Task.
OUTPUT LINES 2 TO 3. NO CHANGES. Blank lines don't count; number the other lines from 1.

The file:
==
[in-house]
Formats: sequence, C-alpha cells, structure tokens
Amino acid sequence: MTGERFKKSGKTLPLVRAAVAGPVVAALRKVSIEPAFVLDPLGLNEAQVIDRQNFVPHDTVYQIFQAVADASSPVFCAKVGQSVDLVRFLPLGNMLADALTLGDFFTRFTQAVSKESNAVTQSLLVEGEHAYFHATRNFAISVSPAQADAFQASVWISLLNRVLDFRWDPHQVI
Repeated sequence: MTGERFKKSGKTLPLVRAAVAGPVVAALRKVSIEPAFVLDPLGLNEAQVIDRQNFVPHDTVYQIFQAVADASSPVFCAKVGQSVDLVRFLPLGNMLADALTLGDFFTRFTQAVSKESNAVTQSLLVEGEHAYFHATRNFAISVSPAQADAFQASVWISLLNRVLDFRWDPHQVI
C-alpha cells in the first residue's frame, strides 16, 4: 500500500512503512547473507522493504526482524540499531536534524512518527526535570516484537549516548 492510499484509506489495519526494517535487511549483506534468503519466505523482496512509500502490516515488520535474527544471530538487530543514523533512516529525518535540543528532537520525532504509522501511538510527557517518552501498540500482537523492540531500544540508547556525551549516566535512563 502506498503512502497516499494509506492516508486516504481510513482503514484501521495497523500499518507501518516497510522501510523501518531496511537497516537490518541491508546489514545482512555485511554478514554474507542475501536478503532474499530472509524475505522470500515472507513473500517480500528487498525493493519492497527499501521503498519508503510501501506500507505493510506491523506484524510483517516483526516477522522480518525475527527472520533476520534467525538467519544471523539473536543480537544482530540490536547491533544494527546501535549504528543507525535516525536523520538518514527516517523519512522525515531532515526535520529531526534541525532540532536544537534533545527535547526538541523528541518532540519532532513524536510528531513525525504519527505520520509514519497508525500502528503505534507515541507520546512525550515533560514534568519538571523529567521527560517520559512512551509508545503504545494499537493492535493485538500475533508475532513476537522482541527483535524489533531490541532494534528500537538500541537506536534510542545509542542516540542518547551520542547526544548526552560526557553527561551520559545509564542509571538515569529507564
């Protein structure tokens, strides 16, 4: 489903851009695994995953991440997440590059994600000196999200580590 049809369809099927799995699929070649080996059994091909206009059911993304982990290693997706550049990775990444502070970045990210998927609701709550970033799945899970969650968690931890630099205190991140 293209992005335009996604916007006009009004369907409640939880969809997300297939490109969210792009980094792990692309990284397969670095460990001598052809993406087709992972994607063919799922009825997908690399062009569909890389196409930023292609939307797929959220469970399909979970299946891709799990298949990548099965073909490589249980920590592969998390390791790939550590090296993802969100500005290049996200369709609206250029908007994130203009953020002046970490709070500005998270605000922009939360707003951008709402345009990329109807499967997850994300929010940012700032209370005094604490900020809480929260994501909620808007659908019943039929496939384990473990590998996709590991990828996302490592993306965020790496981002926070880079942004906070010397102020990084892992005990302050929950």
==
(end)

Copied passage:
Formats: sequence, C-alpha cells, structure tokens
Amino acid sequence: MTGERFKKSGKTLPLVRAAVAGPVVAALRKVSIEPAFVLDPLGLNEAQVIDRQNFVPHDTVYQIFQAVADASSPVFCAKVGQSVDLVRFLPLGNMLADALTLGDFFTRFTQAVSKESNAVTQSLLVEGEHAYFHATRNFAISVSPAQADAFQASVWISLLNRVLDFRWDPHQVI